That’s it in a nutshell. Sure we don’t need to spell accurately or write clear coherent sentences to pass courses or even to survive in the world these days.
We have tools that enable us to get on with life with poor spelling and bad grammar. That’s fine most of the time. However…
Don’t try and apply for a job or a promotion with a letter or CV containing spelling mistakes or poor grammar. You won’t get hired. And forget about any kind of credibility in a business writing context.
Also, just in general:
In situations where your writing is highly visible (such as on the internet), people will judge you based on your ability to spell and write well.
Poor spelling and crappy writing don’t indicate low intelligence so don’t get me wrong. However, I do think that clear, coherent writing of any kind does reflect good thinking skills.
And it’s something you can learn and teach. Now… any spelling mistakes here? let me know in the comments.
This longstanding work that we’ve been doing with the Department of Corrections, to teach some of what we know about embedded literacy and numeracy to prison trainers and instructors, has confirmed something that I’ve always known… something that resonates with my background in teaching writing and grammar:
A few people have asked me to write coaching emails to guide people through the various parts of our training. This is particularly relevant for participants who are working by distance. I’ve been putting this off for a while, but it’s a great idea.
Here’s the first draft/batch… these relate to writing the 1500 word report that is the first assessment task in the NCALNE (Voc). So, on the one hand this is a very specific set of instructions for our trainees. But on the other hand, it reflects a process that you could apply to any kind of formal writing task.
Task 1 Part 1: Preparing to write the 1500 word report
Right-oh…! You’ve signed up for this NCALNE (Voc) training – or perhaps someone has signed you up – and now you have to write a 1500 word report. There are four short coaching emails designed to help you move things along. This is number one.
The main thing here is that you need to get ready to do the writing. In a nut shell you need to do these things in the list below:
Have a look at the two checklists on pages 7 and 8 of the Assessment Guide. The first of these checklists relates to the content of your report. The second relates to the structure. The content checklist tells you what you need to cover (e.g. definitions for literacy and numeracy). The structure checklist tells you what features your report should include (e.g. an introduction, body, and summary). Knowing these key points will help you when you do your reading, planning, and composing.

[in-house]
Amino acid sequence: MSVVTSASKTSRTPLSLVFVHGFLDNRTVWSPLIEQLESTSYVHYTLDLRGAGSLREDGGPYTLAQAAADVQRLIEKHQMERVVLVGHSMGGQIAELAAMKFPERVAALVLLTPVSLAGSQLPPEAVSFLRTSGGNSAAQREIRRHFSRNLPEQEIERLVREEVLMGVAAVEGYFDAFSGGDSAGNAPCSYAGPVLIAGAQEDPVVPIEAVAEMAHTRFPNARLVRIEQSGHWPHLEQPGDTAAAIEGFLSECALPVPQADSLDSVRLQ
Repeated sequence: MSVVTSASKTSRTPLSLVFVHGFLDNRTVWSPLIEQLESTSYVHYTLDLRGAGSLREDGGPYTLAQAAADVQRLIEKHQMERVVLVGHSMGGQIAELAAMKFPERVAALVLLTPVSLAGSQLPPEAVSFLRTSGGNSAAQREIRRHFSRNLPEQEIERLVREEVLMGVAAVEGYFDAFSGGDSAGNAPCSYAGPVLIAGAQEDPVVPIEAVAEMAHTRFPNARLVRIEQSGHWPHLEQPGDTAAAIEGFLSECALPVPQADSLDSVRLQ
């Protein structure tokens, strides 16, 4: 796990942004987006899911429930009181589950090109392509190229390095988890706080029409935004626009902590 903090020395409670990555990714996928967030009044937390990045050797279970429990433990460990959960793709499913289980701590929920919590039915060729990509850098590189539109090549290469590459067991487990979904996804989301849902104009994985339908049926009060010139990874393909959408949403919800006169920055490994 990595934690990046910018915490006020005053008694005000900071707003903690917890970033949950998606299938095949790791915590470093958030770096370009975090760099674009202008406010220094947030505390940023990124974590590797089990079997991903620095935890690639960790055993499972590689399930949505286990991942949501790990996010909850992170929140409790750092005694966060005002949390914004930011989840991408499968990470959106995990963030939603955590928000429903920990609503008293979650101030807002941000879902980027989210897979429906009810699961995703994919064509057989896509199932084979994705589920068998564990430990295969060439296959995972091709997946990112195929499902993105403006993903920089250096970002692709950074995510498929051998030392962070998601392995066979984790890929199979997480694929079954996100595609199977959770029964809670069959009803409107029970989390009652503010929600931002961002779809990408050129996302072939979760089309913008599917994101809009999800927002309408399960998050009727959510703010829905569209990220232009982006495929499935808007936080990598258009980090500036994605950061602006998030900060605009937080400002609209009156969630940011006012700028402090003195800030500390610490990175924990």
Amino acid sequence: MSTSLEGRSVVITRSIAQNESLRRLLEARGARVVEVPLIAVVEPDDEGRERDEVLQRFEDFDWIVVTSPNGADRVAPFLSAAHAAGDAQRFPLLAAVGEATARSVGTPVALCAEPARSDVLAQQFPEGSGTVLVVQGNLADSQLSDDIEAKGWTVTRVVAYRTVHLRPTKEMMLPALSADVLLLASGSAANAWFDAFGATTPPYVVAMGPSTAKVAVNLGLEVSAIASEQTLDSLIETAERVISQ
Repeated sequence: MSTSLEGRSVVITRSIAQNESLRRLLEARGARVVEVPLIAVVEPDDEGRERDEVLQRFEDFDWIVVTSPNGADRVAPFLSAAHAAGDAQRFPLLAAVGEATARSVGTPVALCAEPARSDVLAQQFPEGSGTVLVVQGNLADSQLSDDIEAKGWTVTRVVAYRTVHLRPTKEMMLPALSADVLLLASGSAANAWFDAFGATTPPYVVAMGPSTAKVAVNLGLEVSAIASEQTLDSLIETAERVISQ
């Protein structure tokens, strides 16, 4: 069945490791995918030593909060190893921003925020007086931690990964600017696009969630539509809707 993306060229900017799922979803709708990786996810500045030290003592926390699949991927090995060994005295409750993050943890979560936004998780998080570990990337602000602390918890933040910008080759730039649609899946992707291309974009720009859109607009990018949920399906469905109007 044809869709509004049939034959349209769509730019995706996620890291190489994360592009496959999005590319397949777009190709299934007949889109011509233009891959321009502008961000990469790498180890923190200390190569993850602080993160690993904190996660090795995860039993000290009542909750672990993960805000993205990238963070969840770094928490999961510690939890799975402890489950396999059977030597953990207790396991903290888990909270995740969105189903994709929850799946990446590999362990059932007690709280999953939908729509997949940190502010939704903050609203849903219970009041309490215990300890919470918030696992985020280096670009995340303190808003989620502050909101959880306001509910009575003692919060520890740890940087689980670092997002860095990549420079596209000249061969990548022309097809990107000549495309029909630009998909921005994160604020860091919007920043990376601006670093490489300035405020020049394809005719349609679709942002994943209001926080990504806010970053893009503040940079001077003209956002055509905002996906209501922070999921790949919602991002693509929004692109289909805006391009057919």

Skim Section 1 of the Study Guide. Then go back and read the pages below in more detail. As you read you’ll see references to further material in the book of Readings. Check these out for extra bonus points. And yes we can tell…
Definitions: Page 15
Initiatives: Pages 8 – 14
Reasons and impact: Pages: 17-23
Resources and organisations: Page 24
Take notes, underline, or use a highlighter as you read.
Task 1 Part 2: Brainstorming and planning your report
Ok, by now you should have done your reading from last time and familiarised yourself with both the content and structure of the report. Here’s what you need to do next:
Have a look at the report template that starts on page 9 of the Assessment Guide. You can download a copy of this from www.alec.ac.nz or we can send you one. Or just follow the structure when you start writing.
Start organising your thoughts and notes. We think that the best way to do this is by using mindmaps. If you are not familiar with mindmaps you should google the term and look at some of the examples. You will need to organise your thinking around the following parts of the report:
Definitions: What are the similarities and differences between the definitions?
Initiatives: What initiatives relate to your work or learners?
Reasons and impact: Why do your learners have low literacy and numeracy levels? What does this mean for them? What is the impact on your industry?
Resources and organisations: What literacy and numeracy resources do you already have access to? What organisations can you access that provide literacy and numeracy expertise?
Start with an initial brainstorm for each of these key aspects of the report… a kind of brain dump, if you like. Then, start to categorise and organise what you have brainstormed or mindmapped… Use colours, codes, or a key if that helps you. Then do a second brainstorm with the major categories as the new main branches of your new mindmap. This reorganisation of your ideas is critical to writing a coherent report that flows well. As you categorise or reorganise your ideas, you should redraw your mindmaps or redraft your lists of key points and subpoints to reflect how you are organising your thoughts.
Once you have got your thoughts and ideas categorised and organised you should put them in order. We’ve already given you a structure for the report… so use it. Start ordering your sub-points. Look for logical structures like “general to specific” or “most important to least important”. You may feel at times that some of this feels a bit arbitrary. It might be… but what you are doing is trying to bring logic and coherence to your scrambled thoughts. It’s obvious who has done this when we read these reports.